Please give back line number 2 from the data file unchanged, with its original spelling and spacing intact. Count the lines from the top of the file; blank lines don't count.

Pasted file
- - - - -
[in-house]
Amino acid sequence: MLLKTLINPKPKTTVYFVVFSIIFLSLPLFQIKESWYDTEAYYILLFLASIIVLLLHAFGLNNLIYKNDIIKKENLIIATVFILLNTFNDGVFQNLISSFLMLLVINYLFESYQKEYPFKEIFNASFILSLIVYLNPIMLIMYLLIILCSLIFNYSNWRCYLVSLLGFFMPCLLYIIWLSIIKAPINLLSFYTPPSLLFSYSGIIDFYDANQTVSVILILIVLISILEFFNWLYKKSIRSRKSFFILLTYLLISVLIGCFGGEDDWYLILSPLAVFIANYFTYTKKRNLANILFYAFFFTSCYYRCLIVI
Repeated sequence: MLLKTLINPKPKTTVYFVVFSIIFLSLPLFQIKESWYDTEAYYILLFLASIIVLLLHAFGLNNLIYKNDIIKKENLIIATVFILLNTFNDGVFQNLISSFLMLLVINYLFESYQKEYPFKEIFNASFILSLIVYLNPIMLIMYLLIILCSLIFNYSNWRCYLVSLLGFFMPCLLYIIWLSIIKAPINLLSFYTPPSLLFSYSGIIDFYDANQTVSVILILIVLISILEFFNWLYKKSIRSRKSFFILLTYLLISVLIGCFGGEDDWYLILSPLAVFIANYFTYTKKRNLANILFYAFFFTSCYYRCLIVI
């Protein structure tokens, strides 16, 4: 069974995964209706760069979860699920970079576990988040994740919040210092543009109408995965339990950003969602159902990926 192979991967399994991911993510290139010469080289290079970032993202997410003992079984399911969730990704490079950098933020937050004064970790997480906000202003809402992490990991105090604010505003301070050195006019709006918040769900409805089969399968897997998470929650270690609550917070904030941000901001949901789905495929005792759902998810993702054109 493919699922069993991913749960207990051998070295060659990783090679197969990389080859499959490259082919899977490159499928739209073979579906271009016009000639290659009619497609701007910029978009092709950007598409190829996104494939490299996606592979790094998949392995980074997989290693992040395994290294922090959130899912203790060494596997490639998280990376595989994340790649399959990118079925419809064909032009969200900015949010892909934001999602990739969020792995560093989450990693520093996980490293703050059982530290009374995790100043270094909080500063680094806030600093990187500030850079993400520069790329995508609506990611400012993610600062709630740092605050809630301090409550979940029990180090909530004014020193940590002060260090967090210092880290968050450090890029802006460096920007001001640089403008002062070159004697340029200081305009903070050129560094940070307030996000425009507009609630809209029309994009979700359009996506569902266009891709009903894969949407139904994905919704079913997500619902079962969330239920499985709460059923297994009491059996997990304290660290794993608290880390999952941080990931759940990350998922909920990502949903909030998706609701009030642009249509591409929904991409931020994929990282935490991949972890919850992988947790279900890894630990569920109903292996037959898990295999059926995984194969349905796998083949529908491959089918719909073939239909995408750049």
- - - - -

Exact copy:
Amino acid sequence: MLLKTLINPKPKTTVYFVVFSIIFLSLPLFQIKESWYDTEAYYILLFLASIIVLLLHAFGLNNLIYKNDIIKKENLIIATVFILLNTFNDGVFQNLISSFLMLLVINYLFESYQKEYPFKEIFNASFILSLIVYLNPIMLIMYLLIILCSLIFNYSNWRCYLVSLLGFFMPCLLYIIWLSIIKAPINLLSFYTPPSLLFSYSGIIDFYDANQTVSVILILIVLISILEFFNWLYKKSIRSRKSFFILLTYLLISVLIGCFGGEDDWYLILSPLAVFIANYFTYTKKRNLANILFYAFFFTSCYYRCLIVI